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Google and Facebook erode local media while using news content for free

Opinion: Google and Facebook pay to allow other types of content, but have refused to fairly compensate news outlets critical to our work. A bill in Congress would change that.

Quality local journalism is essential to creating an informed and engaged public and ensuring a thriving democracy. But local journalism has for years been a victim of mainstream Big Tech practices.

Google and Facebook use – and profit from – our news content and audiences, but they don’t return anything to news publishers. That’s why we’re calling on Congress to support the Journalism Preservation and Competition Act.

News is in greater demand now than at any time in recent history. From the devastating blows of COVID-19 to the reignited social justice movement and the explosive 2020 US presidential election and its tumultuous aftermath, people want to know how these and other events affect their daily lives.

Yet the local news publishers who provide this invaluable information are struggling in an online environment dominated by a few big tech platforms.

Local news can’t compete with Big Tech

Tech platforms have been allowed to get bigger and bigger, wielding their power and influence in ways that stifle competition and eat away at news publishers’ revenues.

The term “Big Media” is rumored, but Google and Facebook generated nearly four times the revenue of all US news media (TV, print and digital) in 2018, and these companies have grown significantly. increased since.

These two companies alone currently attract approximately 80% of digital ad spend and 45% of all ad spend in the United States.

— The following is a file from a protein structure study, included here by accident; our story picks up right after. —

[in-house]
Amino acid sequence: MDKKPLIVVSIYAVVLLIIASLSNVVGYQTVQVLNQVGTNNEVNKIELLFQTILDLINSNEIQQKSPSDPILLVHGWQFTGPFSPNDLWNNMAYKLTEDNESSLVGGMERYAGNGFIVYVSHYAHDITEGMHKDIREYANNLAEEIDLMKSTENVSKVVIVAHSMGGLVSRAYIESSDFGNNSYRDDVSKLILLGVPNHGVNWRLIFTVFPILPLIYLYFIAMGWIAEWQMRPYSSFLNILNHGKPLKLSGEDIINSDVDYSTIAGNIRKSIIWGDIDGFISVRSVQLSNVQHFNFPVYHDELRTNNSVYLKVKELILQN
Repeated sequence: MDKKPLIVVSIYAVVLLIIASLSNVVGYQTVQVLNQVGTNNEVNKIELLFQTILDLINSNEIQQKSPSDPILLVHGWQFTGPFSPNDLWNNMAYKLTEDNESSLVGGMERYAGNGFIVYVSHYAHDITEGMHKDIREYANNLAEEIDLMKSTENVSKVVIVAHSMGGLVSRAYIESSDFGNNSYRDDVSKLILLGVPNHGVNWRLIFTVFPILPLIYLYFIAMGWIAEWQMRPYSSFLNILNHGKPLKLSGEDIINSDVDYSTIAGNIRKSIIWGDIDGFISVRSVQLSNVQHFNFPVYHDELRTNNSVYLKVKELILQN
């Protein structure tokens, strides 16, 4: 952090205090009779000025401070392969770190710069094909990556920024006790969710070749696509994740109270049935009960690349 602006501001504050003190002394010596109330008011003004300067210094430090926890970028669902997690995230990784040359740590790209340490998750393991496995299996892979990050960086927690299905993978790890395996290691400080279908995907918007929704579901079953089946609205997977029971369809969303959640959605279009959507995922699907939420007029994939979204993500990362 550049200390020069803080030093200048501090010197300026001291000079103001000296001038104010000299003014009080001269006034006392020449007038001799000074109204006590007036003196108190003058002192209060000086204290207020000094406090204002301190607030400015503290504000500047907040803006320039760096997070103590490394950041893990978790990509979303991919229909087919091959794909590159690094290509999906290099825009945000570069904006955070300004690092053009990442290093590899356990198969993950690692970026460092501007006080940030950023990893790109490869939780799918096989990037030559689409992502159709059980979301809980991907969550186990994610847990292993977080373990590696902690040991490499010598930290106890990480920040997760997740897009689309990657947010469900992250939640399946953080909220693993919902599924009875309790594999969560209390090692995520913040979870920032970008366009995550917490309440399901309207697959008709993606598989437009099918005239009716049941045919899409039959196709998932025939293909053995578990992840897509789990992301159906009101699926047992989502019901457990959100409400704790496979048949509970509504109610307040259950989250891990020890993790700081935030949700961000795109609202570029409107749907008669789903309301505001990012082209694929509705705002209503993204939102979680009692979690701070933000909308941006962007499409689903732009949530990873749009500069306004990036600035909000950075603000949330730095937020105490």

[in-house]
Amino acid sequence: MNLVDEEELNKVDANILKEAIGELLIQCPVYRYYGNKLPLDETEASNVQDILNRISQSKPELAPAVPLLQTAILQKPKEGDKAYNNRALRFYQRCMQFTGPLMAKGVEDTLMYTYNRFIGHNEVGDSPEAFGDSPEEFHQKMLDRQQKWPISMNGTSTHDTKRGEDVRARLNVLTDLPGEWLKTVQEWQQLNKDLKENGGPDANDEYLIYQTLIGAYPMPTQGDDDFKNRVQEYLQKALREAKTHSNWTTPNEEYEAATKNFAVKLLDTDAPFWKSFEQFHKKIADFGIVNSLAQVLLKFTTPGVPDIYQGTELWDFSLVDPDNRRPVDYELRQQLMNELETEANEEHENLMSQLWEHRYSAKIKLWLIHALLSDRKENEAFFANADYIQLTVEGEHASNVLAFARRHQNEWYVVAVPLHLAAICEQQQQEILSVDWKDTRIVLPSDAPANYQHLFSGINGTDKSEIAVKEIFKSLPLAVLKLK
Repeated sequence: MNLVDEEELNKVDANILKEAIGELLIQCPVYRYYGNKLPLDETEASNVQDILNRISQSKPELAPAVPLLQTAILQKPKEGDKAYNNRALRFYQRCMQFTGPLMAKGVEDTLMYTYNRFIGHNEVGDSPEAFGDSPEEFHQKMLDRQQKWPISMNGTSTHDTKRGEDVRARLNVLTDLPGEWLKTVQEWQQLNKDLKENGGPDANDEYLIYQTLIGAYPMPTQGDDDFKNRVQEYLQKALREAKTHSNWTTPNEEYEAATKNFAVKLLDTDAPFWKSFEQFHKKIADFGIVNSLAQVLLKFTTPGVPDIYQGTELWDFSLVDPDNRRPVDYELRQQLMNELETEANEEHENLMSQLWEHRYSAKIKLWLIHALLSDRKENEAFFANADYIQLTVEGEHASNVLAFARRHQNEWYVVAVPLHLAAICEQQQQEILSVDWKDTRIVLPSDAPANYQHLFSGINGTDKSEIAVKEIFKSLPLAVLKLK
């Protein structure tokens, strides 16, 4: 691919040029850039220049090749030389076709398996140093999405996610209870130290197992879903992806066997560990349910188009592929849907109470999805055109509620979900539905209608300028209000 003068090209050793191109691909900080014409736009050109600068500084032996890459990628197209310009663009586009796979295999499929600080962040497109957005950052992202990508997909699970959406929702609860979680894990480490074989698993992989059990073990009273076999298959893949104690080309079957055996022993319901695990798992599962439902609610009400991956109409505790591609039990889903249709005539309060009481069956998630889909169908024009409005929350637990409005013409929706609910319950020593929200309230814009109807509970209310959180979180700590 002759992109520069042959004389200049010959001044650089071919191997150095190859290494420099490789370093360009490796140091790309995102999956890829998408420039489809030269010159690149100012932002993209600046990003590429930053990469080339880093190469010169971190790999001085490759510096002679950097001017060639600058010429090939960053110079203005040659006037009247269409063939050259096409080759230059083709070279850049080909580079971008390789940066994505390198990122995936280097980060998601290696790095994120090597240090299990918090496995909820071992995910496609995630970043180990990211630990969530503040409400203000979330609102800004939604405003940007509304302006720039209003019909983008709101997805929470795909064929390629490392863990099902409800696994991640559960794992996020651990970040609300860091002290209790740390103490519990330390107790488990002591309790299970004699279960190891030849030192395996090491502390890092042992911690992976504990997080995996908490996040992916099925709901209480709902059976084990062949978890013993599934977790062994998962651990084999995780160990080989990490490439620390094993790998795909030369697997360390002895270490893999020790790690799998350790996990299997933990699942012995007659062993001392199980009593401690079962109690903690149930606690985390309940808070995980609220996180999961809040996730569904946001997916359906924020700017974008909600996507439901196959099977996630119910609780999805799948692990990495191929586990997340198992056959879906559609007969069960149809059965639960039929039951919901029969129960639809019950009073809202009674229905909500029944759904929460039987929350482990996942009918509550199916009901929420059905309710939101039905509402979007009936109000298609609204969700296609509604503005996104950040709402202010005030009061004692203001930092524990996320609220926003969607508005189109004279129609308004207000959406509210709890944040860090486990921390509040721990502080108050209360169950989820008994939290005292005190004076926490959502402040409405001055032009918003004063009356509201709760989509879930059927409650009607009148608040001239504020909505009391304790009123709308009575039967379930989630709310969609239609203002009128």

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The system is stacked against news editors. Google and Facebook pay to allow music and many types of content, but they have refused to fairly compensate creators of critical journalism. For this reason, over the past two years we have seen at least 300 news publications shut down, with more than 6,000 journalists fired.

Some national news outlets may be doing well, but local and statewide news publishers, who provide the information that supports communities, are being pushed out. If we don’t quickly find a solution for local journalism, there won’t be any left.

Without news, misinformation thrives

We’ve already seen what happened in Australia earlier this year when Facebook removed information from its feed in response to a bill that would require them to pay publishers for their content. In just two days, the void where news once appeared was quickly filled with misinformation and fake news. We cannot afford to learn what a world would be like without quality journalism.

Fortunately, Facebook reinstated the news and legislation passed in Australia. Today, the rest of the world is following in his footsteps and moving towards a new, fairer compensation system for publishers. After all, the platforms compensate music publishers and other creators.

Now is high time for them to reward those who deliver true grassroots journalism.

The government cannot regulate news under the First Amendment, but Facebook and Google are de facto regulators, deciding what content people see and when. They have undervalued quality news content and as a result, the news ecosystem has become increasingly confusing and unhealthy.

The solution: seek fair compensation

We have the solution that will give all forms of news media a decent chance to get a fair return for their work and check the power of government and Big Tech.

Local news publishers just want to be able to come together to fight for their future. Ironically, however, current antitrust laws actually protect Big Tech from publishers who take organized action.

To help resolve this crisis, Arizona’s congressional delegation must support the Journalism Competition and Preservation Act (also known as the Safe Harbor Bill), which would give news publishers the ability to seek fair compensation. for the use of their content, and that would allow them to continue to invest in the critical newsgathering and reporting on which Americans depend.

With the passage of this bill, all news publishers, especially local publishers, could finally ask technology platforms for the compensation they need and deserve.

We applaud a bipartisan group of members of Congress – including Representative Raúl Grijalva – who co-sponsored this effort. But every member of Congress should recognize that the future of local journalism is worth fighting for.

The Arizona Republic Editorial Board has adapted and endorsed this opinion from the News Media Alliance. What do you think? Send us a letter to the editor to weigh in.